By: Jamie Lovegrove
WASHINGTON — The 2018 Senate election in Texas remains more than 16 months away, but Rep. Beto O’Rourke picked up his first major organizational endorsement Monday in his long-shot bid to challenge Sen. Ted Cruz.
End Citizens United PAC, a progressive group focused on reducing the role of money in politics with 3 million members across the country, threw its support behind the El Paso Democrat, choosing O’Rourke as the first Senate challenger the group is endorsing in the 2018 cycle.
“Our decision to endorse Beto was an easy one,” Tiffany Muller, the PAC’s president and executive director, said in a written statement. “He stands as a progressive champion and the future of our party with a determined focus to give the people a voice in our democracy. He’s running against the worst of Washington in Senator Ted Cruz, who has sold out Texans for the special interests at every opportunity.”
For O’Rourke, picking up the backing of a well-funded group like End Citizens United is particularly critical given his marked disadvantage in the money race against Cruz.
After running for president last year, Cruz has many prominent conservative donors behind him and started his re-election bid with more than $5 million in the bank at the end of March. O’Rourke, by contrast, had just $535,000 to his name, a tenth of Cruz’s war chest.
The second quarter of 2017 ends later this week and will provide a more current snapshot of where the money divide stands in the race.
End Citizens United raised $4 million in the first three months of 2017 and projects it will raise $35 million for the 2018 midterm elections. The group spent $25 million on the 2016 cycle, its first election since forming the year before.
Most recently, the group raised $1.4 million to support Democrat Jon Ossoff in a special election for a House seat in Georgia. Ossoff lost the race last week to Republican Karen Handel, but he set congressional fundraising records along the way, raising a total of $23 million.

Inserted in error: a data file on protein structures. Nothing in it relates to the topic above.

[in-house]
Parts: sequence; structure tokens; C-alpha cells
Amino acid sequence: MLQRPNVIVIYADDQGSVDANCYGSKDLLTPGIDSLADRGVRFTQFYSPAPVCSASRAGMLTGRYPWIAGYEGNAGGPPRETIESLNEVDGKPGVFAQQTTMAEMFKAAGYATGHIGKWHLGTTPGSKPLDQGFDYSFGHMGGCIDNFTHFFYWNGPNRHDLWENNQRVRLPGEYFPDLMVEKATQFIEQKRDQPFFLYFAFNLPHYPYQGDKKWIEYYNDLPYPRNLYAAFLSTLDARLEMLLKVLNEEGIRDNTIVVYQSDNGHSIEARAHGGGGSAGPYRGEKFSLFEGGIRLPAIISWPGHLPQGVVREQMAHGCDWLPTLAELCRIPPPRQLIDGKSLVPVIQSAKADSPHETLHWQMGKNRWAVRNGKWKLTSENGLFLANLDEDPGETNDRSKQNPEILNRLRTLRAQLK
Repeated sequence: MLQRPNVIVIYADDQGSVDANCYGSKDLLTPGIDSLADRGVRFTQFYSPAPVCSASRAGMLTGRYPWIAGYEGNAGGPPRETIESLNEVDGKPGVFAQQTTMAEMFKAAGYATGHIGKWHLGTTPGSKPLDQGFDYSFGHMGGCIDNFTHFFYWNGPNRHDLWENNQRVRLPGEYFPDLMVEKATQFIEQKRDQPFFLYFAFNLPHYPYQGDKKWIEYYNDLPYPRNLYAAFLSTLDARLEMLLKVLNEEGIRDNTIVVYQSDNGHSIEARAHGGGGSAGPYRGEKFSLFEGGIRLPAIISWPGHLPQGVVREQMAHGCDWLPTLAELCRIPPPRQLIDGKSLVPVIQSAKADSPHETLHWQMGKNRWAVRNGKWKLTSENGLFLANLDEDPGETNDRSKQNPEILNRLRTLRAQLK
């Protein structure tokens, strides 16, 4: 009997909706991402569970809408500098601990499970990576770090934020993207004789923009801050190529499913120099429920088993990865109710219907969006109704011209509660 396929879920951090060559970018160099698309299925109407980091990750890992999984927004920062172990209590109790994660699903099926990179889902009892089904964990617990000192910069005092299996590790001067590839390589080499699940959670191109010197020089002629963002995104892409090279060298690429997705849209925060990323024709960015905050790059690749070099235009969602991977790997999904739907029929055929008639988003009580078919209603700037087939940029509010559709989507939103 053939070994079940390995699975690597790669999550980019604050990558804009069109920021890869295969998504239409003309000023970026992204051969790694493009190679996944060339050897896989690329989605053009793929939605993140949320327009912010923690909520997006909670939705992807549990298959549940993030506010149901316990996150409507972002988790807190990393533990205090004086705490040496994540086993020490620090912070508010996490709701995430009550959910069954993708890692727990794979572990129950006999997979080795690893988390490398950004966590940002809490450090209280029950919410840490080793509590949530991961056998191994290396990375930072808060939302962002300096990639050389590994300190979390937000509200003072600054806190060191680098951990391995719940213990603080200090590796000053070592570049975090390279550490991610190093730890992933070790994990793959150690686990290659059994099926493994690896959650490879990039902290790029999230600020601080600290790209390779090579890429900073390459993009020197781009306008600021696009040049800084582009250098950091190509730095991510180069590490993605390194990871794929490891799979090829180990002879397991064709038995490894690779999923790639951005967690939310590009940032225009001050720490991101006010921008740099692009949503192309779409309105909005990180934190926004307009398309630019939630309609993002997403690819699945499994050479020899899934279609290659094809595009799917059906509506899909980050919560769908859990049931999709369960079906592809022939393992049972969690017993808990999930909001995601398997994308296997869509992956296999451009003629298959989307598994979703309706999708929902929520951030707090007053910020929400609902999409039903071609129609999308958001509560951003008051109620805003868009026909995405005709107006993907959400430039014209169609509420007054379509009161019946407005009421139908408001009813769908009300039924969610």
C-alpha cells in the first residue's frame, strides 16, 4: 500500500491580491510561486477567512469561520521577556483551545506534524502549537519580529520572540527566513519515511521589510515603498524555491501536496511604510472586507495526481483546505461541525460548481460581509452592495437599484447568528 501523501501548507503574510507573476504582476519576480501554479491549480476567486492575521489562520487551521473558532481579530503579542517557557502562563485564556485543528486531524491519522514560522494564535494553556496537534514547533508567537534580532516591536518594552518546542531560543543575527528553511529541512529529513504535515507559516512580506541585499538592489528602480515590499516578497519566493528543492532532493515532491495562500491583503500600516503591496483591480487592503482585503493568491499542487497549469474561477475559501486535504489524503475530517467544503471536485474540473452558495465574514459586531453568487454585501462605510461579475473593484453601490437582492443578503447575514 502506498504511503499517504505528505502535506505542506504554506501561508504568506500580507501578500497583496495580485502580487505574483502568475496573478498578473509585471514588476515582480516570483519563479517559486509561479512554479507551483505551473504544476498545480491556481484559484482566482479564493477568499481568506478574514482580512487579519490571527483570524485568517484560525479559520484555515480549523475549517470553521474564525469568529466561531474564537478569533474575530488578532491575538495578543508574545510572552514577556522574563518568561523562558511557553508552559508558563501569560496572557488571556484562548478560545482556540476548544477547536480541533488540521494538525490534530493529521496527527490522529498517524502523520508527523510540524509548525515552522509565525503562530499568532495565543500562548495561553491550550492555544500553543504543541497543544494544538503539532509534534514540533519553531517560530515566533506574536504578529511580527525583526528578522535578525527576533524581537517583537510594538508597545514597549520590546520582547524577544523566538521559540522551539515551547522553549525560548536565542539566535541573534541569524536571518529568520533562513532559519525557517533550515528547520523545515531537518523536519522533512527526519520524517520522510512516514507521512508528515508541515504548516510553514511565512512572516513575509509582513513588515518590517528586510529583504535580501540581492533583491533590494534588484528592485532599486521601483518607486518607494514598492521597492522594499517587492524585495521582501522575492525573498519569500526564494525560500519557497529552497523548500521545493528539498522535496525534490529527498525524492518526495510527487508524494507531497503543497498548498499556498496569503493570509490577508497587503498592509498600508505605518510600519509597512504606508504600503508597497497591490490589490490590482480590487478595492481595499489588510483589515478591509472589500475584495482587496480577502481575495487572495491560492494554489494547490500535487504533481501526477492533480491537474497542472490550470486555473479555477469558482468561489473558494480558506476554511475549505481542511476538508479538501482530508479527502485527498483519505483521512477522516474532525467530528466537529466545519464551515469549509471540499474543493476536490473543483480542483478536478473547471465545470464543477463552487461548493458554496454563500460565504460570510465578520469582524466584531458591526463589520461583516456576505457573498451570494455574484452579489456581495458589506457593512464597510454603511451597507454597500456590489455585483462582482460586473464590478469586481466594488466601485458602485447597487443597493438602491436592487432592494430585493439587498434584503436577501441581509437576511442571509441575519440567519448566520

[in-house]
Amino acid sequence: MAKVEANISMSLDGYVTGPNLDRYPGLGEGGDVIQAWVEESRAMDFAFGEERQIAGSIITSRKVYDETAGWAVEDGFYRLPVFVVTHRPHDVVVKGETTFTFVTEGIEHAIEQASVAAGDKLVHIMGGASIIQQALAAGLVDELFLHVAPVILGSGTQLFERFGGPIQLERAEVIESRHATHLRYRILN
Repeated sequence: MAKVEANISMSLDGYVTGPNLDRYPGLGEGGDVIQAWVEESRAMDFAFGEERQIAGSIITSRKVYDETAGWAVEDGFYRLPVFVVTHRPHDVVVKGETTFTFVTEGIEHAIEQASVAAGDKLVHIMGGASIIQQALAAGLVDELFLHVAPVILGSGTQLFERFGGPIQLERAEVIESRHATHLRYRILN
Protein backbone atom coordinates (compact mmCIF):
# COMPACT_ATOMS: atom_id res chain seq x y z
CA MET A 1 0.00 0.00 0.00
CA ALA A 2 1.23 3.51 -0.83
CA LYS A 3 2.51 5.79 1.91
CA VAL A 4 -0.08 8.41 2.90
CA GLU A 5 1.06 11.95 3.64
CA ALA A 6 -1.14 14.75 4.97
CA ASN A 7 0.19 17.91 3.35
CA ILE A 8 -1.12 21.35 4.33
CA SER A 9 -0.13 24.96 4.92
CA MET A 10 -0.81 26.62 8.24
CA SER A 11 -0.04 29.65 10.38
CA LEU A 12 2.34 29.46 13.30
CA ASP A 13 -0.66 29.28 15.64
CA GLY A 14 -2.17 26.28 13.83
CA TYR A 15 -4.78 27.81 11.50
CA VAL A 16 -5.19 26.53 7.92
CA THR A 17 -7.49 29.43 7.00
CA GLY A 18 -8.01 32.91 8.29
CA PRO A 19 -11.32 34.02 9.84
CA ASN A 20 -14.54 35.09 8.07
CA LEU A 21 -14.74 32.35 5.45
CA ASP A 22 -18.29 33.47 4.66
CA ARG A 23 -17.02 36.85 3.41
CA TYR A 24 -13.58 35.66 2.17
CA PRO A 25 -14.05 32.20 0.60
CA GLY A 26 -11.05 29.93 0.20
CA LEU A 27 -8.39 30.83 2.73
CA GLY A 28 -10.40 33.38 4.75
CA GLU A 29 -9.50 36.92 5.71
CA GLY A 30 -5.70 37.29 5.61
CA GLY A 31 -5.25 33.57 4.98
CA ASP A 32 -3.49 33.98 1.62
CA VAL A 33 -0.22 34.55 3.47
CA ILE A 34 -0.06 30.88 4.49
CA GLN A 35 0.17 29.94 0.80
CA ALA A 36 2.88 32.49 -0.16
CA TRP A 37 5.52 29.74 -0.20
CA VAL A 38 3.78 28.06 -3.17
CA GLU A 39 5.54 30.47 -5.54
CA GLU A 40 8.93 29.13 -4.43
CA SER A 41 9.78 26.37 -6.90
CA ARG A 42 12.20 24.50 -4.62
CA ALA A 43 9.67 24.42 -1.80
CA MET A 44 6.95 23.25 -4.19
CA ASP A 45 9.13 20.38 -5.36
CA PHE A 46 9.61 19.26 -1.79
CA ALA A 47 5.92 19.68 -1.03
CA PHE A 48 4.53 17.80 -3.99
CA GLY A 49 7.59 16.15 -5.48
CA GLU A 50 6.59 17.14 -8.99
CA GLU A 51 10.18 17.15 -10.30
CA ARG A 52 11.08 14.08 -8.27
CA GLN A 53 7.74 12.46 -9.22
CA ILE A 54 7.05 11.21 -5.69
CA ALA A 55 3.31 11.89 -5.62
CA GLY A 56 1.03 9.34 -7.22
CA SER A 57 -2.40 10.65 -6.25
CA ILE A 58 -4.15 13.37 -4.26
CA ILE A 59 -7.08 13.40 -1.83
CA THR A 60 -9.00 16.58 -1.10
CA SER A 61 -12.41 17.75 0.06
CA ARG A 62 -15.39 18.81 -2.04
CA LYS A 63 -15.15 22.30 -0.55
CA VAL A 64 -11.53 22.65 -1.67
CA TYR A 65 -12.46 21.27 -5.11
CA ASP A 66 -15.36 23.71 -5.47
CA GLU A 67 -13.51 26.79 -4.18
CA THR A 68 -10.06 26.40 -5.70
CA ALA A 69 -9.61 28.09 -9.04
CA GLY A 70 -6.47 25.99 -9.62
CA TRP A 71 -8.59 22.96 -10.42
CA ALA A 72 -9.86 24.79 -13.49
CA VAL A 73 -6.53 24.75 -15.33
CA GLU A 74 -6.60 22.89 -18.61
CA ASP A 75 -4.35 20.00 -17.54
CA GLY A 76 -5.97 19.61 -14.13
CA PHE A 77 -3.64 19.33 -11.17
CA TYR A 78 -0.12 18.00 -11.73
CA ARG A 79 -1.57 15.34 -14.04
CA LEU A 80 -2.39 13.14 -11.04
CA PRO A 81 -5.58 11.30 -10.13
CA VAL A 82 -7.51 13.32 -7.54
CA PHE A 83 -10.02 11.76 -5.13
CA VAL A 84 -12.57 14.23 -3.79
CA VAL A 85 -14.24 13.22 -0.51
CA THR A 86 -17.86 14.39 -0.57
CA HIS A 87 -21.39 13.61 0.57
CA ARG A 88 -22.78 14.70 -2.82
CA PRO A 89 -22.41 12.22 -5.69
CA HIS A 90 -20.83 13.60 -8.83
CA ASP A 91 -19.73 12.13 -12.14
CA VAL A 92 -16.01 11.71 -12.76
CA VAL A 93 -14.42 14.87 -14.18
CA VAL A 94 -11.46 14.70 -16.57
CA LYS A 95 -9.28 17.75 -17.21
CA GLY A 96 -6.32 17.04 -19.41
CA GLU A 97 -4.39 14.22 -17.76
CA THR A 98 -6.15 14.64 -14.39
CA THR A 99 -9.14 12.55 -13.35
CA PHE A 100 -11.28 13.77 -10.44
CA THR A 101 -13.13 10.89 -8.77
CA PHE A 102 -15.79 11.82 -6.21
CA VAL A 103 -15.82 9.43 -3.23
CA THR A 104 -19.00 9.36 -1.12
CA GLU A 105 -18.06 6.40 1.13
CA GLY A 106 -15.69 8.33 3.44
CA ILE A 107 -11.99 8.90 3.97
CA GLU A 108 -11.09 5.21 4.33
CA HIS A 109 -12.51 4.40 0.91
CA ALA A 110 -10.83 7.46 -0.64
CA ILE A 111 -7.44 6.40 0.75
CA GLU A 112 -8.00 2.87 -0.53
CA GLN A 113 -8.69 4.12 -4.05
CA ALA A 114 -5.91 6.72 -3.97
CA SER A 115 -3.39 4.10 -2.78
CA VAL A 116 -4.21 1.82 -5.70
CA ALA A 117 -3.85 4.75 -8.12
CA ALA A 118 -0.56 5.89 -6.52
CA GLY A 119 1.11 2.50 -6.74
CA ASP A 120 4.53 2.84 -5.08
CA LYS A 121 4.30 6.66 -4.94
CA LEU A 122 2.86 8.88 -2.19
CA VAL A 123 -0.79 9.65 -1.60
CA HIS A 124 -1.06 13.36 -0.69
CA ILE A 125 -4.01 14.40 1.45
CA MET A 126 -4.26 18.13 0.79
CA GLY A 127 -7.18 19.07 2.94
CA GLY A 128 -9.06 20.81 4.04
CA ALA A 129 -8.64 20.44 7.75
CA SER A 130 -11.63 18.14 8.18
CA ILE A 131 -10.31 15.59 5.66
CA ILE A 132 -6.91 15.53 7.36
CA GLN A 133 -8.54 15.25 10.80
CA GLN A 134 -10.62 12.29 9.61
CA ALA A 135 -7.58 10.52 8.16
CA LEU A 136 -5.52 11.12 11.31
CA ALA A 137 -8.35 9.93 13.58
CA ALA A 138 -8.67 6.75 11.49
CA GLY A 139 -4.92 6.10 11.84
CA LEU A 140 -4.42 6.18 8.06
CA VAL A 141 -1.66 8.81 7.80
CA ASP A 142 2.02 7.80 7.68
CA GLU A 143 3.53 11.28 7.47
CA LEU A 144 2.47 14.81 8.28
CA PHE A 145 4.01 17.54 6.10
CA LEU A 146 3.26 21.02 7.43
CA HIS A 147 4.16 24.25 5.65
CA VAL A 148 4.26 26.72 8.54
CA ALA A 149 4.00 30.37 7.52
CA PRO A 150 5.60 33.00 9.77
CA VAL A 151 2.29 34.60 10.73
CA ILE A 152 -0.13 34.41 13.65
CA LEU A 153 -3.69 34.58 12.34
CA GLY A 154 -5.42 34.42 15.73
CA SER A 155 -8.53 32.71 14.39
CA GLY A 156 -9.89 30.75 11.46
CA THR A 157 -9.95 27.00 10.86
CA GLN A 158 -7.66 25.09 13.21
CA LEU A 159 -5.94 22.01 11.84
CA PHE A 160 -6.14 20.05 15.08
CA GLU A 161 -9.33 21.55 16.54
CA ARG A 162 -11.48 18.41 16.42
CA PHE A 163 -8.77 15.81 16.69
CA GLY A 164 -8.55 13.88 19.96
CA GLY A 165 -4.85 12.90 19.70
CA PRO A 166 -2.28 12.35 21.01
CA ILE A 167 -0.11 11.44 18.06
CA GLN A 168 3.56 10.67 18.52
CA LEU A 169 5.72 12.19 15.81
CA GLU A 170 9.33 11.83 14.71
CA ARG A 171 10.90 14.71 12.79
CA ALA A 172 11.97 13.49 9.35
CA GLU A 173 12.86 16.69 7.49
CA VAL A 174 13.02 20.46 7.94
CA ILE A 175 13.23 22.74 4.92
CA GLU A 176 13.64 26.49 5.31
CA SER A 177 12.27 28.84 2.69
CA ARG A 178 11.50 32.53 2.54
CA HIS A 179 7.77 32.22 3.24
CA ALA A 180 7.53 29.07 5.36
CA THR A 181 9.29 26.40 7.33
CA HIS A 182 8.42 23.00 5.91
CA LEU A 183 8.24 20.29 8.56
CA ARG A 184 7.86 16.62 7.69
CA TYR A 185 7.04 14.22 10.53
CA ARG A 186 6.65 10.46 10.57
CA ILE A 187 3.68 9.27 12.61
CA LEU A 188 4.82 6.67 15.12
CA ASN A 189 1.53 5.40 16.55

“I’m running to represent people, not corporations or special interests,” O’Rourke said in a written statement. “That’s why I don’t take PAC money, and it’s why I’m grateful to have the support of End Citizens United. Together we’re going to take back Texas, take back the Senate and — most importantly — take back our democracy.”
O’Rourke’s longstanding commitment to not take PAC money does limit the help End Citizens United can provide because the group will not be able to contribute to the campaign. He introduced a bill — the No PAC Act — shortly before launching his campaign that would prevent all congressional candidates from accepting money from PACs, though the legislation is not expected to move forward.
But Adam Bozzi, a spokesman for the PAC, said it will direct its 157,000 members in Texas and 330,000 donors around the country to contribute to O’Rourke’s campaign. The average contribution from the group’s small-dollar donors is $14.
The group may also spend independently on O’Rourke next year, as it has done for other candidates, by running TV ads or distributing mailers in Texas — though it will not be able to coordinate the messaging for those ads with O’Rourke’s campaign.
The decision to support O’Rourke early in the cycle and before their other endorsements indicates how significant the Texan will be to the group’s plans in 2018, Bozzi told The Dallas Morning News. But organizers are waiting to see how the political landscape looks closer to next year’s election before dividing resources.
Cruz, along with Texas colleague Sen. John Cornyn, spent this weekend at a summit in Colorado Springs with the network of conservative donors overseen by the Koch brothers.
Contrary to O’Rourke’s efforts to place greater restrictions on political fundraising, Cruz has moved in the opposite direction, calling for campaign donation limits to be abolished. The Texas Republican argues that pairing unlimited contributions directly to campaigns with immediate disclosure rules will eliminate the need for super PACs.
A spokeswoman for Cruz did not immediately respond to a request for comment.